A regional newspaper was able to name a man who abused children in his care after a judge agreed to relax the rules regarding anonymity for victims of sexual offences.
Five of the offender’s victims agreed to sign waivers so that the Southern Daily Echo could name and use a photograph of Rex Case, a 68-year-old foster carer who was this week found guilty on 18 counts of abuse, including indecent assaults and rape.
Judge Peter Henry sitting at Southampton Crown Court agreed to relax the Sexual Offences Amendment Act 1992 after receiving signed statements from the five victims, all now over the age of 18, that Case could be named and details of his abuse to his foster children be reported.
The signed agreements were obtained by assistant news editor and chief crime reporter at the paper Jenny Makin who approached each of the victims and their families individually. The paper gave assurances that names and other details of the victims would not be reported.
After receiving a deputation from the paper, the judge ruled that the case was so serious that it was in the public interest that the identity of the accused and what he had done to the children in his care should be revealed in full.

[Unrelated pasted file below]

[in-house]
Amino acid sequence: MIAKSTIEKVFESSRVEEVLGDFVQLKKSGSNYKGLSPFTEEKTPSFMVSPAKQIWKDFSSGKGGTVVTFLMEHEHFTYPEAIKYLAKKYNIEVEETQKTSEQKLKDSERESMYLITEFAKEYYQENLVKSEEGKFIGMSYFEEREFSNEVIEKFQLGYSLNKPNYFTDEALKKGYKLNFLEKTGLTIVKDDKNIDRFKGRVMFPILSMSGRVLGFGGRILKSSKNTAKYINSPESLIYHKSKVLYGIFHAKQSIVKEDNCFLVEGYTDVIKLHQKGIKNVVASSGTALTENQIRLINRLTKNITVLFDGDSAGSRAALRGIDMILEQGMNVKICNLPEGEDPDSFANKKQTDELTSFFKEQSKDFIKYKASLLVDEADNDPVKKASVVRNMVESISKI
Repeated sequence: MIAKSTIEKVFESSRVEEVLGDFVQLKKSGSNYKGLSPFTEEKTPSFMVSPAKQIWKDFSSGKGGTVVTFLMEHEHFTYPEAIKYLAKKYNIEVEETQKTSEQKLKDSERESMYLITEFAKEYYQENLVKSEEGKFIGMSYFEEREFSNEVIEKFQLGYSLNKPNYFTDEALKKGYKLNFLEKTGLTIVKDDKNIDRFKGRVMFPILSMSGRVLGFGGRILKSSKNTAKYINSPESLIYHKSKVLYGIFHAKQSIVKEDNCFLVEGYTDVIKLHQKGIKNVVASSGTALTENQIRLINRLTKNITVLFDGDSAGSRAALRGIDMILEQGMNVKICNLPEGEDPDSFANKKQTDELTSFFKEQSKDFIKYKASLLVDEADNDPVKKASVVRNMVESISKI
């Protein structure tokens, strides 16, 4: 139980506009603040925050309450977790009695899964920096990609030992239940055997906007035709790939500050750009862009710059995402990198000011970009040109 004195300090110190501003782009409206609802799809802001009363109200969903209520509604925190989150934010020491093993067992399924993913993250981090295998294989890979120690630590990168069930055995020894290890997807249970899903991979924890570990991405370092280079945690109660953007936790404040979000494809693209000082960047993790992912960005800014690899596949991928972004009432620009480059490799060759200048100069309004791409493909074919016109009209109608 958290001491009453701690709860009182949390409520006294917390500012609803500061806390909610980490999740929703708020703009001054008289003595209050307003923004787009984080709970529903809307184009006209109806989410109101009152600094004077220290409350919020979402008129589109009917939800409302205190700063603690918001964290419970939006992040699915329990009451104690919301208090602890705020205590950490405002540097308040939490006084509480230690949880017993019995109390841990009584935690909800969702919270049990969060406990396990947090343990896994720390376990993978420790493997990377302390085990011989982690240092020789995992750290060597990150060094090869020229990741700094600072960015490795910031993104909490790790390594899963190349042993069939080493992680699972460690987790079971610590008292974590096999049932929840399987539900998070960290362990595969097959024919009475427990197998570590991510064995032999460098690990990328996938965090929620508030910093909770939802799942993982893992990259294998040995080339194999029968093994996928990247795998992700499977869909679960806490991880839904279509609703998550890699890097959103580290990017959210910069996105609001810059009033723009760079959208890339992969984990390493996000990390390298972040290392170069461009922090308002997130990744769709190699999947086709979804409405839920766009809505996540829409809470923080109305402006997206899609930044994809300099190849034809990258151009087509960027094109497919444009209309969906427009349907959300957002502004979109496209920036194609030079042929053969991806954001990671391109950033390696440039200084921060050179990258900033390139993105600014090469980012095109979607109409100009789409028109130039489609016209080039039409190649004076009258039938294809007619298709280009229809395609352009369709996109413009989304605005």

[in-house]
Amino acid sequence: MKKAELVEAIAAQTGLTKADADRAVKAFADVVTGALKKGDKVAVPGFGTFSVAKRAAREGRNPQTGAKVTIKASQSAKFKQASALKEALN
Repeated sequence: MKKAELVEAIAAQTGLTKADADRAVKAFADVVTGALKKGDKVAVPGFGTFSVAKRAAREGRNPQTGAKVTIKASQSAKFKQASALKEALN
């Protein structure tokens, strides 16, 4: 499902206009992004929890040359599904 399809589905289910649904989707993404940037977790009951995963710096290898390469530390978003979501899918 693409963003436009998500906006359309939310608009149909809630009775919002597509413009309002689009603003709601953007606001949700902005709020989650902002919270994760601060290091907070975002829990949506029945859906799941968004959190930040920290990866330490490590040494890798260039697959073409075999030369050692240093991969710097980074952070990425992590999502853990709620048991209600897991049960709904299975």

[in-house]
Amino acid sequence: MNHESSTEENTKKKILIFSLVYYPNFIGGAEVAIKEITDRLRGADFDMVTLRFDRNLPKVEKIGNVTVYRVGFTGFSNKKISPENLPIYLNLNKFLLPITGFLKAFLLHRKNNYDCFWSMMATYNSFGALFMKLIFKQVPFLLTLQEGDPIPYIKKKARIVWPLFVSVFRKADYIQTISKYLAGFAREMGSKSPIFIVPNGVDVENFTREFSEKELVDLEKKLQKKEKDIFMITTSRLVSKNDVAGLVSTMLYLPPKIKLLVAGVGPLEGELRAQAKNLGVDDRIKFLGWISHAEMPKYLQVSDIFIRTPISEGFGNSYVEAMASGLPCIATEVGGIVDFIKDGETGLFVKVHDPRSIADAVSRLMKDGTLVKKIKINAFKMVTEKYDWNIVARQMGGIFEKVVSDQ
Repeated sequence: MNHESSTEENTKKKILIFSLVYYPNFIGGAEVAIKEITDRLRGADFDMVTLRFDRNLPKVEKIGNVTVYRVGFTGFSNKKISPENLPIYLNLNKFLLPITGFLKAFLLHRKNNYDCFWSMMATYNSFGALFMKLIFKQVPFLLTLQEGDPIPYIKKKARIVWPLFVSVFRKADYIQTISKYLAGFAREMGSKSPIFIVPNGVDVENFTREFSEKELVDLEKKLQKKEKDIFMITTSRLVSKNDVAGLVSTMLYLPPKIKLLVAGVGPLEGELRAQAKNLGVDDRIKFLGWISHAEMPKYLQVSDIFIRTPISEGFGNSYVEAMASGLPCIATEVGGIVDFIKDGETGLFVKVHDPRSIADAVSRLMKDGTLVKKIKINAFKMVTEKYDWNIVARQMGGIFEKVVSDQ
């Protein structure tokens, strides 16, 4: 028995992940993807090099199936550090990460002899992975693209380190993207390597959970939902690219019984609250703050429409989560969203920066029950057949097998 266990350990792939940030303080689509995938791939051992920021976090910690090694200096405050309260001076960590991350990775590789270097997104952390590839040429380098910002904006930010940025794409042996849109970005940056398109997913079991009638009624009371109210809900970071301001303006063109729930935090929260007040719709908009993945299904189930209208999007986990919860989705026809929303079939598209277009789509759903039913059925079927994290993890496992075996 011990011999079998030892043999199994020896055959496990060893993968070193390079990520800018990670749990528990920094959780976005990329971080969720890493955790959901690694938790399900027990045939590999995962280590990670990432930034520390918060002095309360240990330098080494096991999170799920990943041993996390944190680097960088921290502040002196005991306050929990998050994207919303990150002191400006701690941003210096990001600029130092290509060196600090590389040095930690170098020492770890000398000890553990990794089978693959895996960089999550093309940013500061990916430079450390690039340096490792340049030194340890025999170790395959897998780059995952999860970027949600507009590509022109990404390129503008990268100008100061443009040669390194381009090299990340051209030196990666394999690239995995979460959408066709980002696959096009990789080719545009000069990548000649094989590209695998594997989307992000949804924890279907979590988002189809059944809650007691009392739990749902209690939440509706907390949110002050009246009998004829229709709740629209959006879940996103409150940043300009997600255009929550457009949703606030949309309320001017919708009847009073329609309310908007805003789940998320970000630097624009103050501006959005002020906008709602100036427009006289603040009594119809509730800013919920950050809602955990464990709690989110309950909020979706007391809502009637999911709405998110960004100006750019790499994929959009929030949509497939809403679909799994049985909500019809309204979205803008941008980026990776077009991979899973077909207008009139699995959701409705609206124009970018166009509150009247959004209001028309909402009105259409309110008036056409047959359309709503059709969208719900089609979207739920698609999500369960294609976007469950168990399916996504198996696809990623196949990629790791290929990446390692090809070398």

Editor Ian Murray said: “This has been a shocking case, made all the worse by the fact the authorities ignored reports of serious sexual assaults and missed earlier opportunities to prosecute Case.
“I am immensely proud of the team here at the paper for the way they have approached this case, and in particular Jenny Makin who worked closely with the families to gain their trust and ultimately their agreement for Case to be named and shamed and the full extent of the authorities’ errors to be made public.”
The Echo reported that Case had started fostering children 30 years ago after replying to an advertisement from Hampshire Social Services. During the time he provided a home for a total of 34 girls through fostering and foreign exchange visits.
The paper also exposed the fact police and social services in Southampton and Hampshire had ignored warnings over Case and paid no heed to one five-year-old girl who had told them she had been raped while in his care.
The paper’s enquiries into the background of the case led to an admission from Hampshire Police that they missed ‘several’ opportunities to prosecute Case before this month’s trial.
Hampshire Police told the Echo that investigations by the police and social services had not been as robust or thorough as they should have been.